"Little Joe" Locomotives

Last revised: November 30, 2023

By: Adam Burns

The Milwaukee Road’s "Little Joes," were the last electric locomotives purchased by the railroad. How they ended up on the Milwaukee Road is a rather twist of fate.

However, the electric locomotives ran near flawlessly during their service life that spanned three decades and they became the most revered motors ever operated on the Milwaukee Road.

The Little Joes were used in regular service from the early 1950s until the Milwaukee Road’s western electrified operations over its famous Pacific Extension were shutdown in 1974. 

Early on the 2-D+D-2 electrics pulled both passenger and freight trains although this ended in early 1961 when the railroad stopped running its transcontinental Olympian Hiawatha to Puget Sound. 

Thankfully, one Little Joe was saved from the scrapper’s torch and now sits on display in Deer Lodge, Montana with other preserved equipment.

Photos

752735623578285123782785389689778.jpgThis fantastic scene features a lineup of "Little Joes" at the yard in Deer Lodge, Montana in September, 1972. Closest to the photographer is E-76 and E-71. Photographer unknown. American-Rails.com collection.

History

The unique "Little Joe" electric locomotives were built by General Electric in 1946 to fill an order placed by the Soviet Railways to operate on a 3,300 volt, DC system.

However, upon the order being completed relations had broken down between the United States and Russia (thus plunging us into the Cold War) and the locomotives had no place to go, with all 20 sitting at GE’s Erie, Pennsylvania plant awaiting purchase.

The "Little Joes" derived their name from the Soviet Union’s ruler, Joseph Stalin originally being called Little Joe Stalin's locomotives and later shortened to just Little Joes

293502835727352783679289307908.jpgMilwaukee Road "Little Joes" E-75 and E-74, along with a GP9, lead a westbound freight through rural Garrison, Montana in November of 1964. Tom Gildersleeve photo. American-Rails.com collection.

From a technical standpoint these motors carried a 2-D+D-2 wheel arrangement, were equipped with eight GE 750 motors, and operated on a 3,000 volt DC system (perfect for the Milwaukee Road) with a continuous rating of 5,500 horsepower!

While geared rather low with a maximum speed of just 68 mph they produced 75,700 pounds of tractive effort and would prove to be perfect in stiff, mountainous territory.

Needing to sell the electric locomotives, GE offered to test one on the Milwaukee Road in the late 1940s, which interestingly had to be re-gauged to 4 feet 8 ½ inches from the five foot specifications for Soviet Railways.

Specifications

Date Built7/1948 - 2/1949
Road Numbers (Passenger)E-20, E-21 (Class EP-4)
Road Numbers (Freight)E-70 thru E-79 (Class EF-4)
Wheel Arrangement2-D+D-2
Traction MotorsGE 750 (8)
Total Weight586,600 Lbs
Weight on Drivers443,000 Lbs
Driver Diameter47 ¼ inches
Tractive Effort (Continuous)77,000 Lbs
Tractive Effort (1-hour Rating)85,500 Lbs
Tractive Effort (At 25% Adhesion)110,750 Lbs
Horsepower (Continuous)5,110
Horsepower (1-Hour Rating)5,530
Top Speed (Maximum)84 mph
Safe Speed68 mph
Air Brake8-EL
Total Length88 Feet, 10 Inches
Total Wheelbase77 Feet, 10 Inches
Rigid Wheelbase20 Feet, 7 Inches
Height14 Feet, 5 Inches
Width10 Feet, 7 Inches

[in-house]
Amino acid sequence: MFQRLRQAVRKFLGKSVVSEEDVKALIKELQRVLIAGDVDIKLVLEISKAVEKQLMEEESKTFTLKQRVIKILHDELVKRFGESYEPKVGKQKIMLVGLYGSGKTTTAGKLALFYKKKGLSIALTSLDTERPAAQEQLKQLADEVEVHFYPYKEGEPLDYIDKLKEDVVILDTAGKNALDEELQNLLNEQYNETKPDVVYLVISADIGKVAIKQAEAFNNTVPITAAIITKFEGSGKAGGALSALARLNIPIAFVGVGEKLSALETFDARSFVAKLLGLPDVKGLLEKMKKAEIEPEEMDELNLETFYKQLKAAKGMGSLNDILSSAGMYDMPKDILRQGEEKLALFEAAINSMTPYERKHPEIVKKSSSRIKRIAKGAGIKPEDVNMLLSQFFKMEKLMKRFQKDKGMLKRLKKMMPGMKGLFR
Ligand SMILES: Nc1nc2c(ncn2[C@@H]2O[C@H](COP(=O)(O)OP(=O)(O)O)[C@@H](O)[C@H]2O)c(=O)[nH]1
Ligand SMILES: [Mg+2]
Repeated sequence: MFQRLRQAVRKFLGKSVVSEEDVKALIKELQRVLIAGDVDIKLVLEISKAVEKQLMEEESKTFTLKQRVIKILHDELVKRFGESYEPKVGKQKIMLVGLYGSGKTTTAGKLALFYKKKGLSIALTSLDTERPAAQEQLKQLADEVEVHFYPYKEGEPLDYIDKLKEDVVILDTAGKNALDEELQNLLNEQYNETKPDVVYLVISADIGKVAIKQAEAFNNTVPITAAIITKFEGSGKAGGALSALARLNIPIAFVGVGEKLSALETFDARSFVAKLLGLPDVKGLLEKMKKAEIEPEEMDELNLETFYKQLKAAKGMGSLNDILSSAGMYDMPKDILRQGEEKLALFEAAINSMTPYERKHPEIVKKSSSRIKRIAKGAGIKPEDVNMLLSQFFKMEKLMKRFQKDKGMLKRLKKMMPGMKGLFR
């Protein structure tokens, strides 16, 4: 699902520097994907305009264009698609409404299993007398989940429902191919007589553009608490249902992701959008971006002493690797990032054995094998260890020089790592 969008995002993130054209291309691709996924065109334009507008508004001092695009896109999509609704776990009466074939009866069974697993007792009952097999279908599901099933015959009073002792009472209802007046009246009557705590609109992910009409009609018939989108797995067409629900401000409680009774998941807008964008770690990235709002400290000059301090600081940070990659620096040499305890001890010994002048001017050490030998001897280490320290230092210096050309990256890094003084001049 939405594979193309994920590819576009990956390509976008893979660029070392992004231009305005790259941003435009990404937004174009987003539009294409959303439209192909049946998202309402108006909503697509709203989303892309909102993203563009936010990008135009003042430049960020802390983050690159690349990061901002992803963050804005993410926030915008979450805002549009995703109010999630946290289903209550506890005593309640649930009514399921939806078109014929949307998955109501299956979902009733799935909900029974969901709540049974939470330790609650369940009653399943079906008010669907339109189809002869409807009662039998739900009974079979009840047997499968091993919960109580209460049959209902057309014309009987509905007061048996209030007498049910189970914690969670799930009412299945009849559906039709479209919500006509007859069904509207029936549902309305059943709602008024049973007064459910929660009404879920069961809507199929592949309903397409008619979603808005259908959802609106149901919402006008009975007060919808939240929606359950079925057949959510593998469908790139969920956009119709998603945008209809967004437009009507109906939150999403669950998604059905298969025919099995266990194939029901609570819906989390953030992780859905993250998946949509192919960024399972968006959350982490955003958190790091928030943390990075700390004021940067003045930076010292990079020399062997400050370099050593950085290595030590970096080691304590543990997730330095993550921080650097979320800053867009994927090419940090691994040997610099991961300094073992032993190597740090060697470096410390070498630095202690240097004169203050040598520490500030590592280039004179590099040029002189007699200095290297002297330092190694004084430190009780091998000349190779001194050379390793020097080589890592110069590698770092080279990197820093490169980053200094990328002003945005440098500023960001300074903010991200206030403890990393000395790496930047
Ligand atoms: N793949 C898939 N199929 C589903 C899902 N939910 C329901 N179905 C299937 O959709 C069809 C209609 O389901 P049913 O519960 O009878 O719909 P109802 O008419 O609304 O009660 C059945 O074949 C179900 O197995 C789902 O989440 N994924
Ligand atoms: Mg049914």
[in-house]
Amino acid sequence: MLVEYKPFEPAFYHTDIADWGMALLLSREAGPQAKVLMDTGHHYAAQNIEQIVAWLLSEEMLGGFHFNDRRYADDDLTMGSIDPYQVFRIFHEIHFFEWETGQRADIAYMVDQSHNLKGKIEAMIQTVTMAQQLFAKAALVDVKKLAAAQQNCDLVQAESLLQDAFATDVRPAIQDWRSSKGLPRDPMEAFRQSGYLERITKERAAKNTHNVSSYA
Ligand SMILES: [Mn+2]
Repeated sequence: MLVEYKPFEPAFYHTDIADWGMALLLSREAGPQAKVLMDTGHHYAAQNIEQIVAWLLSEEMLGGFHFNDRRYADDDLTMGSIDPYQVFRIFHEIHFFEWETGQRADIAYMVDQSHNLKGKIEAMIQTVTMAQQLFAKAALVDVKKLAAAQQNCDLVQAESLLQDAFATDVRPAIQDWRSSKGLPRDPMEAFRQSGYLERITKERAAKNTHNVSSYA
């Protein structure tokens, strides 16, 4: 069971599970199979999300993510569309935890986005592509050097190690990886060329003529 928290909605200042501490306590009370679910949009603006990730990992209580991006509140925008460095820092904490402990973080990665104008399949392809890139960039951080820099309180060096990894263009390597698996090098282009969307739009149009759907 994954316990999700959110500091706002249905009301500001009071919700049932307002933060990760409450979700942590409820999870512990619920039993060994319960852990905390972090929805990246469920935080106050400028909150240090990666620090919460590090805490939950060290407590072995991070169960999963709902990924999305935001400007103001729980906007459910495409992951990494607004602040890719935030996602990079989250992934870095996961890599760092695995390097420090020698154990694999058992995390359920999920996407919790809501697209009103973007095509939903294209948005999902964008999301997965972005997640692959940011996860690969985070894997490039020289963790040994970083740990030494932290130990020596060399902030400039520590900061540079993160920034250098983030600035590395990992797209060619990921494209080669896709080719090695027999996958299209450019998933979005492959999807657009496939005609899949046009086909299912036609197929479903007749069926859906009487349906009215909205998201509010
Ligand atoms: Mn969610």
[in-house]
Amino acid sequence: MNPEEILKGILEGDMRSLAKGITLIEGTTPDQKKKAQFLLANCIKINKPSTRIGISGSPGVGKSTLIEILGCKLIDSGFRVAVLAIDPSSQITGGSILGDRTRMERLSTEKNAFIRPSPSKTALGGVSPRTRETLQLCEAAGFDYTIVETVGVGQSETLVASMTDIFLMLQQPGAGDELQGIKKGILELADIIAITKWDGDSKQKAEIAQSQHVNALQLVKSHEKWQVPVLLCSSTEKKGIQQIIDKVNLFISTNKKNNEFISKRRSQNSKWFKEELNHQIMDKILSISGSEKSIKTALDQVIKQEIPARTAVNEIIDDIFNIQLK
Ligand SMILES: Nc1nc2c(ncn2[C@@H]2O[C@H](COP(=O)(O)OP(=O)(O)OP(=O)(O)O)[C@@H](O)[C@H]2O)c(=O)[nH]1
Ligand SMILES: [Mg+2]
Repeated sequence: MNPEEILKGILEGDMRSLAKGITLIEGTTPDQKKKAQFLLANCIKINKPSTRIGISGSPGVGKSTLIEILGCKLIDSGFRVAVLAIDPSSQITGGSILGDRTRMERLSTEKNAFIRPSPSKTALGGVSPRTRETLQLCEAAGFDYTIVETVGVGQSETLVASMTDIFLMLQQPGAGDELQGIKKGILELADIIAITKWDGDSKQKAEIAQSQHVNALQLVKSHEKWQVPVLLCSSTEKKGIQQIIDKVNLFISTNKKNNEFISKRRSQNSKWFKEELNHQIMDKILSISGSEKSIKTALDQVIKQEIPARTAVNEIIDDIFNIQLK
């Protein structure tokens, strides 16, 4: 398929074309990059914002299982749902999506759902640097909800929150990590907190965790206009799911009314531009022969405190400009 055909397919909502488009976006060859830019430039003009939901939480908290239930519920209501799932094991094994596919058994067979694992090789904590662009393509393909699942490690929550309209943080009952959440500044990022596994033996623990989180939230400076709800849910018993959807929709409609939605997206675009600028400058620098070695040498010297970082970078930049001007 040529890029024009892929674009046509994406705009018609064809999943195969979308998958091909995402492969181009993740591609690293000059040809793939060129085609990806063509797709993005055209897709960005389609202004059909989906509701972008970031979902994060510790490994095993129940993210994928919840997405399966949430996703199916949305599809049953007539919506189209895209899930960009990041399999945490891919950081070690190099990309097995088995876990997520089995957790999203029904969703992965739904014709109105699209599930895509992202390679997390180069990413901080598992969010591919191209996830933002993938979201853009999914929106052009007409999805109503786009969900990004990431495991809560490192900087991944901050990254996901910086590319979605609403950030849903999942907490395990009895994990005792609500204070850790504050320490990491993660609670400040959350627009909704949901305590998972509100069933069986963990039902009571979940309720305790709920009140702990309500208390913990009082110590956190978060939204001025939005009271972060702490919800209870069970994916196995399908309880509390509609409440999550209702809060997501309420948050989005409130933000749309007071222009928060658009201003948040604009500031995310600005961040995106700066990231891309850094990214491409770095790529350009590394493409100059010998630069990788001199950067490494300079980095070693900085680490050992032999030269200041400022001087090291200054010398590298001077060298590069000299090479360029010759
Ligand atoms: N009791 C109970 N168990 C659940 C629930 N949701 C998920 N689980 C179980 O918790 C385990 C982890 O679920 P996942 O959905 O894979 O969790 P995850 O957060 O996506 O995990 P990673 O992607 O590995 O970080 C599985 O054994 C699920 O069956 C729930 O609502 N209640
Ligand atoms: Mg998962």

Gear Ratio21:80
Electrical System3,000 Volt/DC

Of the twenty built, the Milwaukee Road would go on to purchase 12 in 1950 with three picked up by the commuter line Chicago, South Shore & South Bend Railroad and the other five sold to Brazilian railroad, Paulista Railway.  After arrival on the CMStP&P the railroad quickly set to putting them into service.

In his book, "The Milwaukee Electrics," author Noel Holley notes the Milwaukee Road had an incredible chance to acquire all 20 locomotives for merely their scrap value of $1 million, which included all of the spare parts GE had on hand.  The deal was negotiated by the Milwaukee's legendary Laurence Wylie in 1949, who led the Electrification Department since 1948.

925098237627562782698189899027.jpgMilwaukee Road "Little Joes" E-76 and E-78 layover at the engine terminal in Deer Lodge, Montana on May 9, 1962. Note the BiPolar, E-5, in the background. American-Rails.com collection.

Unfortunately, Milwaukee's Operating Vice President, J.P. Kiley, a longtime advocated for diesel locomotives with little experience in electrification, overruled him.  When the U.S. entered the Korean War in the summer of 1950, freight traffic spiked and the Milwaukee found itself in a power shortage, especially out west.

Kiley eventually capitulated and allowed Wylie to purchase the GE locomotives.  However, by then only 12 remained and the asking price was $1 million for the group.  In addition, no spare parts remained.

Initially two were singled out for passenger service and designated class EP-4 (they carried the Milwaukee Road’s plush Olympian Hiawatha passenger train, which operated between Seattle and Chicago).

The rest were geared for freight operations and designated class EF-4s (after the Milwaukee Road ended passenger service to Seattle in 1961 the two motors designated for such were reclassified to EF-4s as well).

293502305723742735727868929687389.jpgMilwaukee Road "Little Joes" E-71 and E-74 were photographed here in service during the summer of 1972. George Fischer photo. American-Rails.com collection.

The "Little Joes" were purchased to replace the Milwaukee Road’s aging fleet of electrics which consisted of elderly GE boxcabs; classes EP-1, EF-1, and EP-2 (Bi-Polars).  The Bi-Polars were scrapped in 1962 and the original EP-1s and boxcabs were slowly retired over the coming years.

The EF-4s proved to be a reliable and effective motor across the Milwaukee Road’s Rocky Mountain Division where grades through the Bitterroots sometimes peaked over 2%.

If you were lucky enough to see these magnificent locomotives in action they could regularly be seen assisting expedited freights with names like XL Special and Thunderhawk over St. Paul Pass and climbing Vendome Loop.  The Joes' range stretched as far west as Avery, Idaho the western terminus of Milwaukee's Rocky Mountain Division.